Patients with a PE may present to the emergency department (ED) in a variety of ways, and the key to successful diagnosis is to consider it as a possible cause of your patients symptoms.
Uncommon, where the patient is clinically shocked and hypoxic.
Usually, the clinical diagnosis is straightforward, though conditions such as right ventricular infarction, sepsis and concealed upper gastrointestinal haemorrhage can give present in a similar fashion.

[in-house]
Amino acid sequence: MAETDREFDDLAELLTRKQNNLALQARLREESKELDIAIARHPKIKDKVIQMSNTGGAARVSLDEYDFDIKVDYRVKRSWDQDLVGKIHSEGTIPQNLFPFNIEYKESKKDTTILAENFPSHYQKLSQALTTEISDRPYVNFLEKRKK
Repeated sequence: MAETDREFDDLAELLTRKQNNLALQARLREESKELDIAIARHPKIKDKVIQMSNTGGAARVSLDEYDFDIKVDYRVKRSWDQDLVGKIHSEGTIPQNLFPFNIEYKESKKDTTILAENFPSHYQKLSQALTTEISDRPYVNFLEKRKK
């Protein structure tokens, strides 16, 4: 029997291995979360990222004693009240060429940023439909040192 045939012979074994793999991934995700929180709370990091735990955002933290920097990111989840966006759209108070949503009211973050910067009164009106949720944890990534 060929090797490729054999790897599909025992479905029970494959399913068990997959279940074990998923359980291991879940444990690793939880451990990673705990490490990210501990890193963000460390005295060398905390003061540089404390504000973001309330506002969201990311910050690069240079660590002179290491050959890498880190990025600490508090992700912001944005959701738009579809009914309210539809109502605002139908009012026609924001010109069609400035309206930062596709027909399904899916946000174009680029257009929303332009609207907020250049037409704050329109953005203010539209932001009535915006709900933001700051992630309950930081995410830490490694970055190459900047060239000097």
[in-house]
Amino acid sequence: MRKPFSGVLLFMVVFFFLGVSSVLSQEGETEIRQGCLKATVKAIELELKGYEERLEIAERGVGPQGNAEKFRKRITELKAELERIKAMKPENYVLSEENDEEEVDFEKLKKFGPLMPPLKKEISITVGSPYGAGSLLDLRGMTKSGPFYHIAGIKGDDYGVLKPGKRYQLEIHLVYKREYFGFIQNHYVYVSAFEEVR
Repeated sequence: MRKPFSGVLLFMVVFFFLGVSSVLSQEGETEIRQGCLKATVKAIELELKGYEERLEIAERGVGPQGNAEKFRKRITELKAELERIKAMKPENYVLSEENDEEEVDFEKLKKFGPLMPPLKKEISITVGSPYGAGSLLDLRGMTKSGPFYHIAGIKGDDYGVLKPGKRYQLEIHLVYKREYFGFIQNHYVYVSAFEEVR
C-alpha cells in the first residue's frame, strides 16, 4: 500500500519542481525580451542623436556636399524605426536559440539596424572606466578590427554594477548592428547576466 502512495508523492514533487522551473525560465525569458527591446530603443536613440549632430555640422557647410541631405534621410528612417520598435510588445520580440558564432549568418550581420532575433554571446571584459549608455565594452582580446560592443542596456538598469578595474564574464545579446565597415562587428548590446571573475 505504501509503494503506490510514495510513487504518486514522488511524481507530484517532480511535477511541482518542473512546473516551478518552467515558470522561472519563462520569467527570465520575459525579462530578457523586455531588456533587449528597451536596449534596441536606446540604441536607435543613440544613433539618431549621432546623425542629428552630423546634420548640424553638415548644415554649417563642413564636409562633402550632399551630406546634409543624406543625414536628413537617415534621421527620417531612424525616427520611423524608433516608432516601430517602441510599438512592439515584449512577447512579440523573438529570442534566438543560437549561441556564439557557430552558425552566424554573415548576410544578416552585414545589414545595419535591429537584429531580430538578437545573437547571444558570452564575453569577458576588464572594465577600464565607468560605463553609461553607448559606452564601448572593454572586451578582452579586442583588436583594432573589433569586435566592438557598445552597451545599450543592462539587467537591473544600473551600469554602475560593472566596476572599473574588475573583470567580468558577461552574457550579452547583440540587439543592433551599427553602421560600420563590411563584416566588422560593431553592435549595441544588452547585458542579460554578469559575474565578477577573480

The risk of death within 90 days is about 50%
(<50% obstruction of the pulmonary vascular bed) in which the patient has acute dyspnoea and frequently chest tightness/pain.
The differential diagnosis in these patients includes acute coronary syndromes, pneumonia and heart failure.